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Thread: How to move forward.

  1. #1
    May 2011

    How to move forward.

    I am sure you have all heard the story before. A good student does well in most subjects. English, Philosophy, History, Physical Anthropology, Anatomy and Physiology, Chemistry, Biology; good grades with a minimum of effort, Math F--.

    I had decent grades in College Algebra, decent grades in Trigonometry. However when I got to Calculus I was just blown away. I feel like I am weak in certain areas; fractions, unit circle, trignometric functions. I thought during the class that I was learning about derivative, limits etc. However I apparently was missing something very central, as I failed the class about half way through. Was quite disappointed, and felt like my academic career had come to an end. I stopped attending college and got a minimum wage job. I have a AAS in both pharmacy technology and surgical technology, however I feel those are degrees that have no meaning.

    So enough of my SOB Story. To my question. What should I do.

    I feel very very depressed that math does not seem to click for me at all, I consider myself pretty intelligent, however when I think, and do math I feel like I am missing some key component mentally.

    Question #1 Has anyone encountered this and if they have what have they done to remedy the situation?

    Question #2 What resources would you recommend to help remedy the situation? (Books, software, etc)

    Question #3 What can I do to become a math whiz and to be able to think mathematically?

    Question #4 I want to become math, learn math, live math, no longer be afraid of math, no longer allow this one subject to control my life. How can I achieve this goal.

    Thanks in advance. Mathematically Lost in Los Angeles.
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  2. #2
    Jun 2012

    Re: How to move forward.

    I am an economist but I love mathematics. Everything depends on the teacher* and how much versatile you are. According to your story you are a lot. So start from the basic maths, the one we have been teached at schools and do as many exercises as you can. There are many books about "funny maths" and quizzes with numbers. You need patience but it worths!!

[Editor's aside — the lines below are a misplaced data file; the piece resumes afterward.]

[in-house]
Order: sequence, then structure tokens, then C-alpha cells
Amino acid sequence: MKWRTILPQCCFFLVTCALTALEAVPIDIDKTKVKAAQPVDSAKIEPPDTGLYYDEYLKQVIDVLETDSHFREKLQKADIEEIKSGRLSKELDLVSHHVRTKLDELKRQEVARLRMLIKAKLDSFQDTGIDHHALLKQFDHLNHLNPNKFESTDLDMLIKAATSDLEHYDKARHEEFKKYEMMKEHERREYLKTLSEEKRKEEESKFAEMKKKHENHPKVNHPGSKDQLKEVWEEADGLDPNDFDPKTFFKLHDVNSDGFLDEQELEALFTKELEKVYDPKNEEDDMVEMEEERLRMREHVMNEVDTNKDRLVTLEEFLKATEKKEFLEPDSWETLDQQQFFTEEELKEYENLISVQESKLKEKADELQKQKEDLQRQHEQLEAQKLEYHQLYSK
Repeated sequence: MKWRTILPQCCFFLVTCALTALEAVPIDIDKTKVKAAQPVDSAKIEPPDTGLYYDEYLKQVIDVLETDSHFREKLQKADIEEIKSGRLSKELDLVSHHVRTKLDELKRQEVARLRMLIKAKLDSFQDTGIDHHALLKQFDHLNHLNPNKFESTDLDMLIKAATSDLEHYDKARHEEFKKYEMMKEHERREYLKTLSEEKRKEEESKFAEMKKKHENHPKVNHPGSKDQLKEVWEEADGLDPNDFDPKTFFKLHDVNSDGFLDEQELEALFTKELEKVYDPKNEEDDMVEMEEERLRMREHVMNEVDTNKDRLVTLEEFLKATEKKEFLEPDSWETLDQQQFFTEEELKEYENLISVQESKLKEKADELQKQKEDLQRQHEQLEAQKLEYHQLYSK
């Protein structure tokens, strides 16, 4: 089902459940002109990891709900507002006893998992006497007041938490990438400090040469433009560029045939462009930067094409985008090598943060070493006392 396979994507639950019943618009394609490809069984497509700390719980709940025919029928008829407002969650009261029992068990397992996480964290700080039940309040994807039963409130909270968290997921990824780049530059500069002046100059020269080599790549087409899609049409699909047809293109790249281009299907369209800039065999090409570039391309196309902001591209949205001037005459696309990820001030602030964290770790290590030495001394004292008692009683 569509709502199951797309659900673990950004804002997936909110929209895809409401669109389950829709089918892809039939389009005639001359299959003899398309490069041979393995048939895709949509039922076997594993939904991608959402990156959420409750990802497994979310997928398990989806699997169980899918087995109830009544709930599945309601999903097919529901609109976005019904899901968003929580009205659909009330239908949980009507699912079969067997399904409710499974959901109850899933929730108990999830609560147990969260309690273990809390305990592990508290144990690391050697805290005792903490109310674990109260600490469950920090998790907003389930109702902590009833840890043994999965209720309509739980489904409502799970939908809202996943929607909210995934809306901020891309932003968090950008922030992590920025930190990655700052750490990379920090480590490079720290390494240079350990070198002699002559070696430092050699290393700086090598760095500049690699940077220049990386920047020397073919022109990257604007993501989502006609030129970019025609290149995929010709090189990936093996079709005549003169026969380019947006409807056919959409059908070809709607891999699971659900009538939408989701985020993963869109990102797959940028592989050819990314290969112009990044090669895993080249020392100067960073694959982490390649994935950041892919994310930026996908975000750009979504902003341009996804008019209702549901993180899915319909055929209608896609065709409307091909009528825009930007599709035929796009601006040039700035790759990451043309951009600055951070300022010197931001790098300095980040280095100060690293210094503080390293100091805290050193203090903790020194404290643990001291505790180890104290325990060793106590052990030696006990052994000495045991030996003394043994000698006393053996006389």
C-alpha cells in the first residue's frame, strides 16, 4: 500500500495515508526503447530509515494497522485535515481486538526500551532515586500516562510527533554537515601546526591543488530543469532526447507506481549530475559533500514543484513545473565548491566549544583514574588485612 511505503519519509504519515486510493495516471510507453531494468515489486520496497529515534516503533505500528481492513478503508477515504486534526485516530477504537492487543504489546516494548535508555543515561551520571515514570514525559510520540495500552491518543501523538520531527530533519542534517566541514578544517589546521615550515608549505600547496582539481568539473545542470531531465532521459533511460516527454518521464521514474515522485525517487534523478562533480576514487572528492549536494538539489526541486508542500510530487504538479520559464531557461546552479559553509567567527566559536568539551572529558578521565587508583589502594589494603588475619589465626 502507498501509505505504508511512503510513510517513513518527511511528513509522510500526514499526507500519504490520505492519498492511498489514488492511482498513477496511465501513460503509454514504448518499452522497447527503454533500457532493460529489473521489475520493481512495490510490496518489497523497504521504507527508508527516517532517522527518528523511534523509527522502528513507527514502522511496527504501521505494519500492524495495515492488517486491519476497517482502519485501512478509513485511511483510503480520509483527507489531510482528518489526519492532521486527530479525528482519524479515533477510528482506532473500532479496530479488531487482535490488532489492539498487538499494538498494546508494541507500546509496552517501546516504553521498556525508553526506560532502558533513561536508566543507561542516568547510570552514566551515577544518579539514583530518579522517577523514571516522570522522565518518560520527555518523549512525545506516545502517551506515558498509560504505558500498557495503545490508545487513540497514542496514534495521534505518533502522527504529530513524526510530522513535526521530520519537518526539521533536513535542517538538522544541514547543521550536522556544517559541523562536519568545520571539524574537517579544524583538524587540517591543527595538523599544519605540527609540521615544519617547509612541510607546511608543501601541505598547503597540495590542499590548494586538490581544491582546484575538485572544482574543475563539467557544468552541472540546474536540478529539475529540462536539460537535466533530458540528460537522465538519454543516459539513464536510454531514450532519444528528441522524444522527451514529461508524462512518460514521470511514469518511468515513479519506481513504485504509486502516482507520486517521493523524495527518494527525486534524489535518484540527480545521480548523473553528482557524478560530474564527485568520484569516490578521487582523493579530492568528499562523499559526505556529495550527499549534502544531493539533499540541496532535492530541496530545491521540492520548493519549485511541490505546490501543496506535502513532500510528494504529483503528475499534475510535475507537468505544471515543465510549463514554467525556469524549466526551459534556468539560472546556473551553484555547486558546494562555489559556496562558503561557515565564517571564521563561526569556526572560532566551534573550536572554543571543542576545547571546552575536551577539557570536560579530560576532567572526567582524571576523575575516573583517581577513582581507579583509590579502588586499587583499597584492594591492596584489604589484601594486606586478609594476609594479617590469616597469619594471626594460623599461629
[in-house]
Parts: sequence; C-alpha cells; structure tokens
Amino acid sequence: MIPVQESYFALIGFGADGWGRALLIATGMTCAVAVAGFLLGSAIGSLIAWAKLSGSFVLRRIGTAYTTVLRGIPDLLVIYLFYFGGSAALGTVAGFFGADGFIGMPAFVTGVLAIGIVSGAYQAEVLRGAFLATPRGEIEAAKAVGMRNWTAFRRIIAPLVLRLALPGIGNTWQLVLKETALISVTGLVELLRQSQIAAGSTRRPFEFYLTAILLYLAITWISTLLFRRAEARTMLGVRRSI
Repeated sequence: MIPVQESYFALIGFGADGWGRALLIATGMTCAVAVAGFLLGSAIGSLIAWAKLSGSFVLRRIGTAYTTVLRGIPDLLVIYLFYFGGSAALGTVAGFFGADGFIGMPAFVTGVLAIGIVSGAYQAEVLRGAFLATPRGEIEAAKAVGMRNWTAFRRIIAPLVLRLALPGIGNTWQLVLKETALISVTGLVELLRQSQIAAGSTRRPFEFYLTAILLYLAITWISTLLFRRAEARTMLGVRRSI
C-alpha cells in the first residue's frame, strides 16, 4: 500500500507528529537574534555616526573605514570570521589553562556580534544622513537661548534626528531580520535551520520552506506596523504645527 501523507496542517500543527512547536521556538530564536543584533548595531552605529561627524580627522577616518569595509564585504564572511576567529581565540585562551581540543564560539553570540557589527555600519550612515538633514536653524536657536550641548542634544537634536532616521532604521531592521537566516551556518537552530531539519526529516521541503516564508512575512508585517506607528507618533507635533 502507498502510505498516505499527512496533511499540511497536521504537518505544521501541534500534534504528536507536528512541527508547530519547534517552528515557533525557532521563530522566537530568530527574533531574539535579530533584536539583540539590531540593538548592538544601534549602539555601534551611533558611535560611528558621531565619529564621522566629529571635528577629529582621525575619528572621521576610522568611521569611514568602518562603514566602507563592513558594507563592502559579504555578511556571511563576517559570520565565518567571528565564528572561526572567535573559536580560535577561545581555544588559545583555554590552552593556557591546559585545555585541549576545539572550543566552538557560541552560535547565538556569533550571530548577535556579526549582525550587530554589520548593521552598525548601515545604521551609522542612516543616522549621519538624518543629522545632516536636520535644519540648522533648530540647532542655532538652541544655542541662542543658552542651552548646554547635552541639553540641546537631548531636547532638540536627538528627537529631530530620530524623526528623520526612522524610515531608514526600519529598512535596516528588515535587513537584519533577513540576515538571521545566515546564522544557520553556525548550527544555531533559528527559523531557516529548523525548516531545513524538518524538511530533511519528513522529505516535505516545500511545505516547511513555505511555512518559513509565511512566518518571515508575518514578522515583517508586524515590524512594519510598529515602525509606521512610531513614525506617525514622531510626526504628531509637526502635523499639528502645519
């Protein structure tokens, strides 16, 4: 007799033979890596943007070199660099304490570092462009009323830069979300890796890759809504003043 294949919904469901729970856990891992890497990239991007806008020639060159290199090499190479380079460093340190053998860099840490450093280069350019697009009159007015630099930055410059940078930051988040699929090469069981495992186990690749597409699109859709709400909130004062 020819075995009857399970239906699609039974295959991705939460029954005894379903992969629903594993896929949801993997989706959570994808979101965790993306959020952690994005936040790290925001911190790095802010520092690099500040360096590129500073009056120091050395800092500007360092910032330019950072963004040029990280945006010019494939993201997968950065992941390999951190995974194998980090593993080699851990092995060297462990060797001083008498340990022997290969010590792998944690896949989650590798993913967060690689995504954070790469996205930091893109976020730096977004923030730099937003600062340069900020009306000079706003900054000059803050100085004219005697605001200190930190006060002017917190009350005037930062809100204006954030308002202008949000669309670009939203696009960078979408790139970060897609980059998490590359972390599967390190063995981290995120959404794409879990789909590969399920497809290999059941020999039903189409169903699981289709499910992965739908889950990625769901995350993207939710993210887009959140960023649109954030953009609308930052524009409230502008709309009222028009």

* My mathematician at the third class of high school was very strict and a little quaint. Any time we dare to say the word "maybe" , we had to stand up at the back of the classroom as a punishment. He was saying that we have to be sure for everything we tell about maths. But he was the one who makes me love maths.
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  3. #3
    Super Member
    Jun 2009

    Re: How to move forward.

    Roughly speaking, you have to keep working at it.
    Work on different problems. Many of the problems that appear on this site make for good practice, they can involve all of the basic algebra, trigonometry and calculus that should (ideally) become second nature to you. If there is a particular problem that you don't understand, (avoiding the more advanced, obscure and esoteric stuff), ask. There are plenty of people frequenting this site who are only too happy to help.
    Read. When I first started to show an interest in mathematics, my teacher told me that I should read the books of W W Sawyer. The early ones, Mathematician's Delight and Prelude to Mathematics (inexpensive paperbacks) are now a bit dated in parts but still worth reading. Later ones like The Search for Pattern and What is Calculus About are also good background reading. There are plenty of others, (by other authers), and on various branches of maths, to choose from.
    Above all, you just have to keep working at it.
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